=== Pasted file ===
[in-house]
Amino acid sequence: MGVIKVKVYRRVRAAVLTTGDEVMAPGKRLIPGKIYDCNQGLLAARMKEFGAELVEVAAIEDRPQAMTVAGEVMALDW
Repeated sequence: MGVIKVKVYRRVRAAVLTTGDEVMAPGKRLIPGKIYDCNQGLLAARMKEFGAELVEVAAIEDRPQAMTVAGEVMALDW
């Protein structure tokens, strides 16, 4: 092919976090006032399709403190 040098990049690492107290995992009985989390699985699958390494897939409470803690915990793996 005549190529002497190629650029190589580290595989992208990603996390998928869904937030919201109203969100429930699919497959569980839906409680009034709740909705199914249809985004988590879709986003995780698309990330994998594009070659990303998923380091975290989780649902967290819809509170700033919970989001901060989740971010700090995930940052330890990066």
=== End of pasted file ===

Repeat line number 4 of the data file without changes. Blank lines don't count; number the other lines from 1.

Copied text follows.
């Protein structure tokens, strides 16, 4: 092919976090006032399709403190 040098990049690492107290995992009985989390699985699958390494897939409470803690915990793996 005549190529002497190629650029190589580290595989992208990603996390998928869904937030919201109203969100429930699919497959569980839906409680009034709740909705199914249809985004988590879709986003995780698309990330994998594009070659990303998923380091975290989780649902967290819809509170700033919970989001901060989740971010700090995930940052330890990066």